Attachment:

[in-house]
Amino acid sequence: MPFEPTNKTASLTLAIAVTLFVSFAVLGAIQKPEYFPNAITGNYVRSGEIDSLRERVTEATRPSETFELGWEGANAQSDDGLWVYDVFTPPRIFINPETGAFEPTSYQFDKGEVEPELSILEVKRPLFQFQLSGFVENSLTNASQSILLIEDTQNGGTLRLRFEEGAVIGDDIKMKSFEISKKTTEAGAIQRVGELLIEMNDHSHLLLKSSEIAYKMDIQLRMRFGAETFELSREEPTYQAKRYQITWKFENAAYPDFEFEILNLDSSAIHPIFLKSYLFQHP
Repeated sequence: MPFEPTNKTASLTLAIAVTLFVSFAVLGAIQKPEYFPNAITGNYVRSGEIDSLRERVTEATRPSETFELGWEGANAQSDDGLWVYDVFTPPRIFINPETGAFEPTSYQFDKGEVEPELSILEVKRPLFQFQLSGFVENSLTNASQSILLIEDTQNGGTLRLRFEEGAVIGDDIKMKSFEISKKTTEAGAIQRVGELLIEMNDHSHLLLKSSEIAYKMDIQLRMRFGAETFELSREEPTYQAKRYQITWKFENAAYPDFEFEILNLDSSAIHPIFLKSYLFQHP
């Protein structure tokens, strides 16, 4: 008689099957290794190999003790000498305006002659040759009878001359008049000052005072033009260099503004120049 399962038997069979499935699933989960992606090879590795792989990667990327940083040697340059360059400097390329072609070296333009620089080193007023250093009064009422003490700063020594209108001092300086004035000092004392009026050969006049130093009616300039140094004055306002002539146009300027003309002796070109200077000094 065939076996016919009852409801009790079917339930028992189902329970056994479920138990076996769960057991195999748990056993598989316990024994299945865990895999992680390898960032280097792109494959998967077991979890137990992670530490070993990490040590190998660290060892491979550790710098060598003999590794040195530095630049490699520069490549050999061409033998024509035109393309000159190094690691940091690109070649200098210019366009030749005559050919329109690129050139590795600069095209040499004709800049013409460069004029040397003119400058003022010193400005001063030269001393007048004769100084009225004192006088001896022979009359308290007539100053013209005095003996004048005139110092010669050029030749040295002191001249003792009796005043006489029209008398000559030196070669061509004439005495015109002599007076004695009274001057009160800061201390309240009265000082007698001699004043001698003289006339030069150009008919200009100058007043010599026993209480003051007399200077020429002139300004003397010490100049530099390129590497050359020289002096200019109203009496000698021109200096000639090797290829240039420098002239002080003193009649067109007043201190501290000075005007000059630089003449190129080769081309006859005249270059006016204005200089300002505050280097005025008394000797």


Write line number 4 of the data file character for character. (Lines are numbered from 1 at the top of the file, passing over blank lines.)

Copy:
């Protein structure tokens, strides 16, 4: 008689099957290794190999003790000498305006002659040759009878001359008049000052005072033009260099503004120049 399962038997069979499935699933989960992606090879590795792989990667990327940083040697340059360059400097390329072609070296333009620089080193007023250093009064009422003490700063020594209108001092300086004035000092004392009026050969006049130093009616300039140094004055306002002539146009300027003309002796070109200077000094 065939076996016919009852409801009790079917339930028992189902329970056994479920138990076996769960057991195999748990056993598989316990024994299945865990895999992680390898960032280097792109494959998967077991979890137990992670530490070993990490040590190998660290060892491979550790710098060598003999590794040195530095630049490699520069490549050999061409033998024509035109393309000159190094690691940091690109070649200098210019366009030749005559050919329109690129050139590795600069095209040499004709800049013409460069004029040397003119400058003022010193400005001063030269001393007048004769100084009225004192006088001896022979009359308290007539100053013209005095003996004048005139110092010669050029030749040295002191001249003792009796005043006489029209008398000559030196070669061509004439005495015109002599007076004695009274001057009160800061201390309240009265000082007698001699004043001698003289006339030069150009008919200009100058007043010599026993209480003051007399200077020429002139300004003397010490100049530099390129590497050359020289002096200019109203009496000698021109200096000639090797290829240039420098002239002080003193009649067109007043201190501290000075005007000059630089003449190129080769081309006859005249270059006016204005200089300002505050280097005025008394000797």